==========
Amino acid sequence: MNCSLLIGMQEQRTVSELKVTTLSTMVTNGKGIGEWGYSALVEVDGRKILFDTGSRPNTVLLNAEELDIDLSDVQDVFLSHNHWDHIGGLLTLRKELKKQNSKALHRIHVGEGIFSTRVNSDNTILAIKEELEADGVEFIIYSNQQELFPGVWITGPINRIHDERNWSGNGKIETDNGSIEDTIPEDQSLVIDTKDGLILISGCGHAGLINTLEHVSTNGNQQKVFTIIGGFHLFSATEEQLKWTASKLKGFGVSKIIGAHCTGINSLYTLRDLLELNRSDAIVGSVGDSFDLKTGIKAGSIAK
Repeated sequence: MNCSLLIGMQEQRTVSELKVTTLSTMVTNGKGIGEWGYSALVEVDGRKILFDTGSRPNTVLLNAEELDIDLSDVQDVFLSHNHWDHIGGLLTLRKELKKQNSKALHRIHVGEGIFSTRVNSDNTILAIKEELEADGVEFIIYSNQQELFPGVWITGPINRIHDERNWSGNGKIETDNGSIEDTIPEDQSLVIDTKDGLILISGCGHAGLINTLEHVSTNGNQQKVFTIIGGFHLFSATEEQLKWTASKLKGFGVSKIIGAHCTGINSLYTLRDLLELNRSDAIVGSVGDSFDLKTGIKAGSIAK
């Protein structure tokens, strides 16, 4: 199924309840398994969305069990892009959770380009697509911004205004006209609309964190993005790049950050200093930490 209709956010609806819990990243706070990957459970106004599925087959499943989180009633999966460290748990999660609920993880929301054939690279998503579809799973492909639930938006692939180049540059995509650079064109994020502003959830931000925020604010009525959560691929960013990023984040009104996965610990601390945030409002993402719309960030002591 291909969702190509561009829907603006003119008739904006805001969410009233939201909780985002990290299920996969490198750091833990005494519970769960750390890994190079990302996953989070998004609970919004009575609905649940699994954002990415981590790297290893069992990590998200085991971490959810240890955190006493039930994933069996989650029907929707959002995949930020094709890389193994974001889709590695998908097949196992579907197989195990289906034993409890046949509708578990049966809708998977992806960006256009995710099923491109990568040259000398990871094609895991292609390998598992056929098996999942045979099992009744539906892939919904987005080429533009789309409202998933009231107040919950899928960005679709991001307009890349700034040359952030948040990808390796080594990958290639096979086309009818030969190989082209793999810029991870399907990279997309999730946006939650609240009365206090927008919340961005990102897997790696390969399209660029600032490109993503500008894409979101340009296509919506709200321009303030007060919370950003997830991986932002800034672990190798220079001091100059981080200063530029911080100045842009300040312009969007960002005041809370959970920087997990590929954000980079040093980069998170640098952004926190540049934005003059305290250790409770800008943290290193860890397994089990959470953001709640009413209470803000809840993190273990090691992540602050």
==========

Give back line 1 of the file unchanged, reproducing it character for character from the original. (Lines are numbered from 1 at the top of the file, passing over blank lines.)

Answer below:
Amino acid sequence: MNCSLLIGMQEQRTVSELKVTTLSTMVTNGKGIGEWGYSALVEVDGRKILFDTGSRPNTVLLNAEELDIDLSDVQDVFLSHNHWDHIGGLLTLRKELKKQNSKALHRIHVGEGIFSTRVNSDNTILAIKEELEADGVEFIIYSNQQELFPGVWITGPINRIHDERNWSGNGKIETDNGSIEDTIPEDQSLVIDTKDGLILISGCGHAGLINTLEHVSTNGNQQKVFTIIGGFHLFSATEEQLKWTASKLKGFGVSKIIGAHCTGINSLYTLRDLLELNRSDAIVGSVGDSFDLKTGIKAGSIAK